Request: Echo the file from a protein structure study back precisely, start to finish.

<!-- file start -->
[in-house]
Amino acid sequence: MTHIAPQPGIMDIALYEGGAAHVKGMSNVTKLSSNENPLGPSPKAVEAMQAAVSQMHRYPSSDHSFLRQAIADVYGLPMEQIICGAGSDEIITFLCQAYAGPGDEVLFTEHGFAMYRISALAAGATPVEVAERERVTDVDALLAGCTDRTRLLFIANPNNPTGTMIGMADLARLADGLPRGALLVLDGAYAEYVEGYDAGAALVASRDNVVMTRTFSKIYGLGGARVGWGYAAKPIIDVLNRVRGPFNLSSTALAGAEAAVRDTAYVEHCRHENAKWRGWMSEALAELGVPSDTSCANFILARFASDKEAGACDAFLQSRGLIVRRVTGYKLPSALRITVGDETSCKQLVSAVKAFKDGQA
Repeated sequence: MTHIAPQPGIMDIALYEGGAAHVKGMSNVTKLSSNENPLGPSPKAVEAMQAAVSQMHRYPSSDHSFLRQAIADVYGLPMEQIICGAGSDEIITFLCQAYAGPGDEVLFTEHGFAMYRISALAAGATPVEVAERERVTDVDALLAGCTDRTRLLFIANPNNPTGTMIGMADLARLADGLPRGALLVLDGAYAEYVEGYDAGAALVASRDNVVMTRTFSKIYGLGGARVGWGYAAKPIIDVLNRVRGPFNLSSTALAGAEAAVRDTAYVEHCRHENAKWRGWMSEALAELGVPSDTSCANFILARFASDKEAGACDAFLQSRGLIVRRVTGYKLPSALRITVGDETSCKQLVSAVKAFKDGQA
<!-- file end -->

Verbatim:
[in-house]
Amino acid sequence: MTHIAPQPGIMDIALYEGGAAHVKGMSNVTKLSSNENPLGPSPKAVEAMQAAVSQMHRYPSSDHSFLRQAIADVYGLPMEQIICGAGSDEIITFLCQAYAGPGDEVLFTEHGFAMYRISALAAGATPVEVAERERVTDVDALLAGCTDRTRLLFIANPNNPTGTMIGMADLARLADGLPRGALLVLDGAYAEYVEGYDAGAALVASRDNVVMTRTFSKIYGLGGARVGWGYAAKPIIDVLNRVRGPFNLSSTALAGAEAAVRDTAYVEHCRHENAKWRGWMSEALAELGVPSDTSCANFILARFASDKEAGACDAFLQSRGLIVRRVTGYKLPSALRITVGDETSCKQLVSAVKAFKDGQA
Repeated sequence: MTHIAPQPGIMDIALYEGGAAHVKGMSNVTKLSSNENPLGPSPKAVEAMQAAVSQMHRYPSSDHSFLRQAIADVYGLPMEQIICGAGSDEIITFLCQAYAGPGDEVLFTEHGFAMYRISALAAGATPVEVAERERVTDVDALLAGCTDRTRLLFIANPNNPTGTMIGMADLARLADGLPRGALLVLDGAYAEYVEGYDAGAALVASRDNVVMTRTFSKIYGLGGARVGWGYAAKPIIDVLNRVRGPFNLSSTALAGAEAAVRDTAYVEHCRHENAKWRGWMSEALAELGVPSDTSCANFILARFASDKEAGACDAFLQSRGLIVRRVTGYKLPSALRITVGDETSCKQLVSAVKAFKDGQA